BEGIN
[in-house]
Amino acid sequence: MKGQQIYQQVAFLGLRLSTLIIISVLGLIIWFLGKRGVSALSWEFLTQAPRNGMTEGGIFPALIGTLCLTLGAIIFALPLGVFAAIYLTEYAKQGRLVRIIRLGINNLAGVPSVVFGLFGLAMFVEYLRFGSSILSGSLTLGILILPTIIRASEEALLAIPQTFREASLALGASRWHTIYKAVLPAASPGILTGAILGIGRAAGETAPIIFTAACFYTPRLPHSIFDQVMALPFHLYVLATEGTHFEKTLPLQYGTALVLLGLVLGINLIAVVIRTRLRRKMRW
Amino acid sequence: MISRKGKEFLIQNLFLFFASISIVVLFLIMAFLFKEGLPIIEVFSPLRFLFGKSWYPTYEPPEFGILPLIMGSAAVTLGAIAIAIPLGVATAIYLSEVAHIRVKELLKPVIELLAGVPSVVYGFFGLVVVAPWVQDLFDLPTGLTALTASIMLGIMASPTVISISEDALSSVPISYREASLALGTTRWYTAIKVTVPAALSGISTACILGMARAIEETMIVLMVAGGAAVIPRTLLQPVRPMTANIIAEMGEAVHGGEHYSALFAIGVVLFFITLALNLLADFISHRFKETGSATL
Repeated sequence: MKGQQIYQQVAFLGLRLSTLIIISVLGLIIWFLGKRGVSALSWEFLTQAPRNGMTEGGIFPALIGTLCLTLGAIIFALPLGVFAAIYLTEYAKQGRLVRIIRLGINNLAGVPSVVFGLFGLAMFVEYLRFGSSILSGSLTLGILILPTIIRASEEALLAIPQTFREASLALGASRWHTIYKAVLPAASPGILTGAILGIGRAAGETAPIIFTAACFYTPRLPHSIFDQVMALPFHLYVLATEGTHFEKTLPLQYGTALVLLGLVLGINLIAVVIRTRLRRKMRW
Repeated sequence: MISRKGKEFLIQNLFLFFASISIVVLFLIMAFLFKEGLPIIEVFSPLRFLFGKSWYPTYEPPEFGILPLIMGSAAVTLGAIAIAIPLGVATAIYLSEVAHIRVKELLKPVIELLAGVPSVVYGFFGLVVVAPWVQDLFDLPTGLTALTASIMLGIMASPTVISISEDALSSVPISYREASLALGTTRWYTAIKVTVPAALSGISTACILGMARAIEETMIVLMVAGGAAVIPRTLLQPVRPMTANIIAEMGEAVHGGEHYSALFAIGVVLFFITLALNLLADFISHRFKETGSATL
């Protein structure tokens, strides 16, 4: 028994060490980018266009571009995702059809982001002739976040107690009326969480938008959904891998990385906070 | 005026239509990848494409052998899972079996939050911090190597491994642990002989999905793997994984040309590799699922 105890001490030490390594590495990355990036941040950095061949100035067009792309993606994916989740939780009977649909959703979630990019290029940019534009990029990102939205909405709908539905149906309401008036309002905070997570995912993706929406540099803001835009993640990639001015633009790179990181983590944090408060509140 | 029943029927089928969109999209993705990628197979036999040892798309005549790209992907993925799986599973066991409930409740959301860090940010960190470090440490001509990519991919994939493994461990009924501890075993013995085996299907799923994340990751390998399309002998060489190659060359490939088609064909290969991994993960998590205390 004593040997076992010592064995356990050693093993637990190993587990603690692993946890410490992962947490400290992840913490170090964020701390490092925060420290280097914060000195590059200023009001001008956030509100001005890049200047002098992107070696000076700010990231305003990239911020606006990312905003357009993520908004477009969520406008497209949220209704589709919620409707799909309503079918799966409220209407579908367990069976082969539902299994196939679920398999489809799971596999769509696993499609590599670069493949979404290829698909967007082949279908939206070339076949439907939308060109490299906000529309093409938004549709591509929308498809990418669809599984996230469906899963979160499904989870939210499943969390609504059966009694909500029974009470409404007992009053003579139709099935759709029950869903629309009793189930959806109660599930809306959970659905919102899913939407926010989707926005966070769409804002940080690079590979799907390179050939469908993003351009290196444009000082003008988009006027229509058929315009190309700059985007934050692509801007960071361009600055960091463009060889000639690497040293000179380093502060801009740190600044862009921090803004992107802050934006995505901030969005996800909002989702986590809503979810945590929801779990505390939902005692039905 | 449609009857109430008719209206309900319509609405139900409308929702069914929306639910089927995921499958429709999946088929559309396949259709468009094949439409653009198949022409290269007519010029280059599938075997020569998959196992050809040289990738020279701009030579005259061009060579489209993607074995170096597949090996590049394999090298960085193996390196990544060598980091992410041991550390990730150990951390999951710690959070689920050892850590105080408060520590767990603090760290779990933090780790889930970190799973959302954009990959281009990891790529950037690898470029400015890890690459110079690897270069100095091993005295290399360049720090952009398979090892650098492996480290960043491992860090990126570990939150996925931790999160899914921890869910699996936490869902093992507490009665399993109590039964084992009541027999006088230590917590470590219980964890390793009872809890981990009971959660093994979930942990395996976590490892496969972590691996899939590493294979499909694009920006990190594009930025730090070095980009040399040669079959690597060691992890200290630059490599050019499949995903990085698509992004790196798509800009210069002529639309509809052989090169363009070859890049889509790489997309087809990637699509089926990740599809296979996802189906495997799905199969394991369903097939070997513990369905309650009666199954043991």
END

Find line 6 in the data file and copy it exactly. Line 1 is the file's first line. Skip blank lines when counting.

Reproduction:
């Protein structure tokens, strides 16, 4: 028994060490980018266009571009995702059809982001002739976040107690009326969480938008959904891998990385906070 | 005026239509990848494409052998899972079996939050911090190597491994642990002989999905793997994984040309590799699922 105890001490030490390594590495990355990036941040950095061949100035067009792309993606994916989740939780009977649909959703979630990019290029940019534009990029990102939205909405709908539905149906309401008036309002905070997570995912993706929406540099803001835009993640990639001015633009790179990181983590944090408060509140 | 029943029927089928969109999209993705990628197979036999040892798309005549790209992907993925799986599973066991409930409740959301860090940010960190470090440490001509990519991919994939493994461990009924501890075993013995085996299907799923994340990751390998399309002998060489190659060359490939088609064909290969991994993960998590205390 004593040997076992010592064995356990050693093993637990190993587990603690692993946890410490992962947490400290992840913490170090964020701390490092925060420290280097914060000195590059200023009001001008956030509100001005890049200047002098992107070696000076700010990231305003990239911020606006990312905003357009993520908004477009969520406008497209949220209704589709919620409707799909309503079918799966409220209407579908367990069976082969539902299994196939679920398999489809799971596999769509696993499609590599670069493949979404290829698909967007082949279908939206070339076949439907939308060109490299906000529309093409938004549709591509929308498809990418669809599984996230469906899963979160499904989870939210499943969390609504059966009694909500029974009470409404007992009053003579139709099935759709029950869903629309009793189930959806109660599930809306959970659905919102899913939407926010989707926005966070769409804002940080690079590979799907390179050939469908993003351009290196444009000082003008988009006027229509058929315009190309700059985007934050692509801007960071361009600055960091463009060889000639690497040293000179380093502060801009740190600044862009921090803004992107802050934006995505901030969005996800909002989702986590809503979810945590929801779990505390939902005692039905 | 449609009857109430008719209206309900319509609405139900409308929702069914929306639910089927995921499958429709999946088929559309396949259709468009094949439409653009198949022409290269007519010029280059599938075997020569998959196992050809040289990738020279701009030579005259061009060579489209993607074995170096597949090996590049394999090298960085193996390196990544060598980091992410041991550390990730150990951390999951710690959070689920050892850590105080408060520590767990603090760290779990933090780790889930970190799973959302954009990959281009990891790529950037690898470029400015890890690459110079690897270069100095091993005295290399360049720090952009398979090892650098492996480290960043491992860090990126570990939150996925931790999160899914921890869910699996936490869902093992507490009665399993109590039964084992009541027999006088230590917590470590219980964890390793009872809890981990009971959660093994979930942990395996976590490892496969972590691996899939590493294979499909694009920006990190594009930025730090070095980009040399040669079959690597060691992890200290630059490599050019499949995903990085698509992004790196798509800009210069002529639309509809052989090169363009070859890049889509790489997309087809990637699509089926990740599809296979996802189906495997799905199969394991369903097939070997513990369905309650009666199954043991």